Salix celebrates the achievements of women in the sustainability and energy industry this International Women’s Day!
The theme for the 2021 International Women’s Day is ‘Choose to Challenge’. As we are nearing a year of experiencing life during a pandemic and adapting to changes in lifestyle and work, we celebrate the resilience of the sustainability and energy industry and the women who are making a positive difference.
We spoke to Kawun Williams, Energy Manager at Gloucestershire Hospitals NHS Foundation Trust to discuss her career in the sustainability industry and provide tips for women looking to enter this expanding industry.
Kawun Williams, Energy Manager at Gloucestershire Hospitals NHS Foundation Trust
Kawun is the Energy Manager for Gloucestershire Hospitals NHS Foundation Trust, working towards implementing sustainability strategies and change management towards delivering the Trust’s goal to be net-zero by 2040.
Her education included reading a Bachelors of Science in Environment, Economics and Ecology as well as a Master’s degree in Environmental Management. Kawun says: “I’ve always had an interest in sustainability, climate change and the environment from a young age which is why I’ve followed through those subjects at university to where I am today.”
“The topic which became one of my main areas focus during my education and career was climate change, it was an area I wanted to be part of, to do my bit and make a difference for the planet and future generations.”
“In my role as an Energy Manager at the Trust, I believe the key skills important to this role are strong communication and interpersonal skills. This is because sustainability and energy cover such as wide topic, I’m required to speak to people at all levels and departments from HR, IT and engineering, listening to their views on the agenda.”
“I’m passionate about cutting carbon emissions and reducing waste and I enjoy watching how sustainability campaigns can result in a change in individuals’ behaviour towards energy usage and make a collective difference in improving the sustainability of the Trust. For example, in my career, I have run a 12-month programme as part of a national campaign involving competitions and quizzes to encourage a discussion around waste, transport, and water as part of change management.”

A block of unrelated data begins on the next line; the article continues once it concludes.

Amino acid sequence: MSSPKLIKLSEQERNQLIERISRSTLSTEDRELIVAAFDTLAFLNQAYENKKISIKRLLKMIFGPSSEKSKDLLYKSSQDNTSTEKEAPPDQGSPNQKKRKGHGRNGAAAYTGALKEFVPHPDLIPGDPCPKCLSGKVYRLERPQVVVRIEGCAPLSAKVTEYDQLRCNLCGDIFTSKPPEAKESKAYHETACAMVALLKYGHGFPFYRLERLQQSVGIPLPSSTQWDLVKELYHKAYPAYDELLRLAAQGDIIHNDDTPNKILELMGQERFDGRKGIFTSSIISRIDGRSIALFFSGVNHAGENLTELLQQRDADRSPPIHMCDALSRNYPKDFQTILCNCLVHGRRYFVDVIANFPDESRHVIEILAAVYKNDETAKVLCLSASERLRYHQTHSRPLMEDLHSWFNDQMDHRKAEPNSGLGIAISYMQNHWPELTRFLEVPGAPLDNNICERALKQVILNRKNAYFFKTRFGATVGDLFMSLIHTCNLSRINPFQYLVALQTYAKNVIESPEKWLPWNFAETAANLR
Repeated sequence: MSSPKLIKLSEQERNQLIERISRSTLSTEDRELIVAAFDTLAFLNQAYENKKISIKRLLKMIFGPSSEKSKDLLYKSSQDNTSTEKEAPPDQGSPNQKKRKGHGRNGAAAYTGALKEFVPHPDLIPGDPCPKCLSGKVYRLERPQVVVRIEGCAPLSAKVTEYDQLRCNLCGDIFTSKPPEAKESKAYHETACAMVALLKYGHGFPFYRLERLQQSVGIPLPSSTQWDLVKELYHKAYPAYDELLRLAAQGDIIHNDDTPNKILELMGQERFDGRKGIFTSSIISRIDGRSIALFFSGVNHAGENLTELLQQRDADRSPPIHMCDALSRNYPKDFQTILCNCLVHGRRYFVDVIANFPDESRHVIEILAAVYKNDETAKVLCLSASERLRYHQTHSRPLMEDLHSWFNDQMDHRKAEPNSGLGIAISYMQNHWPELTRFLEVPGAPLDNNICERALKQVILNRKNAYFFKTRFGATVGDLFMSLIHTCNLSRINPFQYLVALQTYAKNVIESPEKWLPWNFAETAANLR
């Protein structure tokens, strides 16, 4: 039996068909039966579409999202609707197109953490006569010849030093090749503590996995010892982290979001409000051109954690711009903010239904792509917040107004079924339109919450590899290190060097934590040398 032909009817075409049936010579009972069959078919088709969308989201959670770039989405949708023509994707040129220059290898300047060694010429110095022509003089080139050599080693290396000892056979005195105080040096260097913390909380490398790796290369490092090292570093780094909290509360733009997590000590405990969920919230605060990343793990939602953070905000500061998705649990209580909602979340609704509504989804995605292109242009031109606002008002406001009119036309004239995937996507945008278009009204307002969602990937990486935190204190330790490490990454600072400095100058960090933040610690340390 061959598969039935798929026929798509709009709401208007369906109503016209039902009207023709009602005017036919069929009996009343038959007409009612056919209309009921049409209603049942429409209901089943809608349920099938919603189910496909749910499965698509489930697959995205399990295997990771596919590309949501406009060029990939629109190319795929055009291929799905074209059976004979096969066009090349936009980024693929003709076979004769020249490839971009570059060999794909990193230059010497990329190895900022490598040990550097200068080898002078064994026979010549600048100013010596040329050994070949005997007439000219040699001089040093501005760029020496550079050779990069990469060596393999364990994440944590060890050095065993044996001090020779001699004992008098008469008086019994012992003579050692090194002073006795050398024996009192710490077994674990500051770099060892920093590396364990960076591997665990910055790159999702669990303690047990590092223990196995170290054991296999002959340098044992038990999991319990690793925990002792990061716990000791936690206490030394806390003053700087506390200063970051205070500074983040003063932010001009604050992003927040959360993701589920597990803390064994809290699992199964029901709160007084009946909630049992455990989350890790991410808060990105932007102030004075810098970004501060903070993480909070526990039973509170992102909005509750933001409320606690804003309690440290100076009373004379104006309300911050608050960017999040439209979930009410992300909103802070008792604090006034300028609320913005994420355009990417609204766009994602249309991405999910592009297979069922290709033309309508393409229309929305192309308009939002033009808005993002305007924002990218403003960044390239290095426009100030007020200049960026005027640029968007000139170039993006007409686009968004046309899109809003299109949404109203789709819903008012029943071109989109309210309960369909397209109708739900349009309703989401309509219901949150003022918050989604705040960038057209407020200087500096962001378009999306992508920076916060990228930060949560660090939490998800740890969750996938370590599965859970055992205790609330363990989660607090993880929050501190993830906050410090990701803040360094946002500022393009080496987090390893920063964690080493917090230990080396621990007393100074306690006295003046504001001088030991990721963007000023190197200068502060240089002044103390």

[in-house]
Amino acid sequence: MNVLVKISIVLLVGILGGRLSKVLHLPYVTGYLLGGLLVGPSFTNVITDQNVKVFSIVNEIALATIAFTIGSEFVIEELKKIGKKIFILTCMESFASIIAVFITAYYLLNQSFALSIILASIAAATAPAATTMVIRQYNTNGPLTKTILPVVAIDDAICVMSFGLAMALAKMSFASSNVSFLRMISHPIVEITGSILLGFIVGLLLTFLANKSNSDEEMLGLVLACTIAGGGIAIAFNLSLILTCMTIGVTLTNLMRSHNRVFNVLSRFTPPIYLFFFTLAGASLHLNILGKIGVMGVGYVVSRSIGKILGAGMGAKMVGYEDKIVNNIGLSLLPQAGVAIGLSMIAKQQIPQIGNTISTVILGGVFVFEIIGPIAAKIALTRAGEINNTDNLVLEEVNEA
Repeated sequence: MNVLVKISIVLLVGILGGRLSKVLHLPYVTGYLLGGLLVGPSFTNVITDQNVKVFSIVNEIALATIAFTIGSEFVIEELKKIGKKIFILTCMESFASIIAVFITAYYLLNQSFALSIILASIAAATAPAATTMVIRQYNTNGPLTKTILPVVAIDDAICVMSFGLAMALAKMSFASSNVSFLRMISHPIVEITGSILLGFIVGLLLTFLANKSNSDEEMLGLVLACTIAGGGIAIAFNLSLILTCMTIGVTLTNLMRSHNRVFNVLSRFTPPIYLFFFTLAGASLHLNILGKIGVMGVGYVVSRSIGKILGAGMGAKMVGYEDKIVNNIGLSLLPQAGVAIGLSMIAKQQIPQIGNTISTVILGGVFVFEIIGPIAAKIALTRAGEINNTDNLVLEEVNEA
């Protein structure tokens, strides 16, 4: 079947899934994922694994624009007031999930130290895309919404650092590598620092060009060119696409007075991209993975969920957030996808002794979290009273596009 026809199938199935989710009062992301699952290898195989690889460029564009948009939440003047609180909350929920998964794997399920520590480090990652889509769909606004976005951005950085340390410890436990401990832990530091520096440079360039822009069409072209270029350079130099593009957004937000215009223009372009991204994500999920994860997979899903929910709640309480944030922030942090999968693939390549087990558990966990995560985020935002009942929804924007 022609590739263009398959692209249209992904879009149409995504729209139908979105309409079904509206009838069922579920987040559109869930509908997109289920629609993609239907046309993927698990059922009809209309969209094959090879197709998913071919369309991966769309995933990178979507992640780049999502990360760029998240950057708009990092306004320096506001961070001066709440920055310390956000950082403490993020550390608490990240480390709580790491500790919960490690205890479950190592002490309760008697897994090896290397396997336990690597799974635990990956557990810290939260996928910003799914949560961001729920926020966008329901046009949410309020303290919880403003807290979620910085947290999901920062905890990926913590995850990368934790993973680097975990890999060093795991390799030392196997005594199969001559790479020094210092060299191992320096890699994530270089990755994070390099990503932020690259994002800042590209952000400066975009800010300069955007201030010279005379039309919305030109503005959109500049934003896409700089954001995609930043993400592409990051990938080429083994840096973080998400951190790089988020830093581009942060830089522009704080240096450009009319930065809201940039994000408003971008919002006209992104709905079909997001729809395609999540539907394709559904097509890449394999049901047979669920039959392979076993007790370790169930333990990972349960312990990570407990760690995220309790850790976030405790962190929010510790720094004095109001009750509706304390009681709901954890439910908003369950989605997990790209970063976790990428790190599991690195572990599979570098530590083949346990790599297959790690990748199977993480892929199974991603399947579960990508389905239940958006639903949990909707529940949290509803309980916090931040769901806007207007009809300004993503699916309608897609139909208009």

Kawun also spoke about her previous experience and using her passion for sustainability and her communications skills to engage several stakeholders and secure funding to deliver a project from start to finish, an achievement she is very proud of that culminated all her learning and experience to that point. The project involved installing ten biomass heating systems in care homes, replacing the electric heating in eight and oil heating systems in two. This improved efficiencies and the overall comfort level for the care homes.
A woman in the energy and sustainability industry
“When I first started working in the sector 15 years ago, it was male-dominated. The industry mainly consisted of engineers and surveyors, this was evident when attending industry conferences and networking events over the years. However, throughout my career, I have found more women are entering this field with a passion. More women seem to have joined with a similar non-engineering background as me, and I have found as a result they are bringing a new skill set to the industry, with the ability to engage in the conversation using non-technical language, which is easy for all stakeholders to understand.”
“Over the past 15 years, I have seen the industry expand and can see it is still growing rapidly. This has been in part down to new climate change and sustainability policies being introduced. The industry has also seen a rapid rise in interest from the private sector, with a focus on reducing operational costs and also increasing pressure from their consumers they are having to openly demonstrate how they operate responsibly.”
Issues facing women in the industry
“I see the biggest issue as maintaining a healthy work-life balance. Women tend to take on more responsibilities at home and as a result, their career may suffer. For example, this has been more apparent while working from home during the pandemic when schools have been closed. I found there was a struggle between striking a balance between working, caring for my daughter, and home responsibilities during this period.
“This can potentially result in women experiencing burn out more than their male colleagues. My advice for women who are experiencing this is to engage in their hobbies to take quality time out for themselves. For example, I enjoy running and find taking even 30 minutes out of my day to run can help me to feel centred, and as we’re allowed to meet outdoors during the pandemic running with a friend allows me to focus on myself.”
Advice to women looking to enter the industry
“If you have a passion for sustainability, give it a go. By following your interests you’ll learn a lot more from the job, experience more job satisfaction and a sense of achievement. If you’re looking to make a difference and be part of something big then I recommend the energy industry. The industry is very welcoming and open to all.”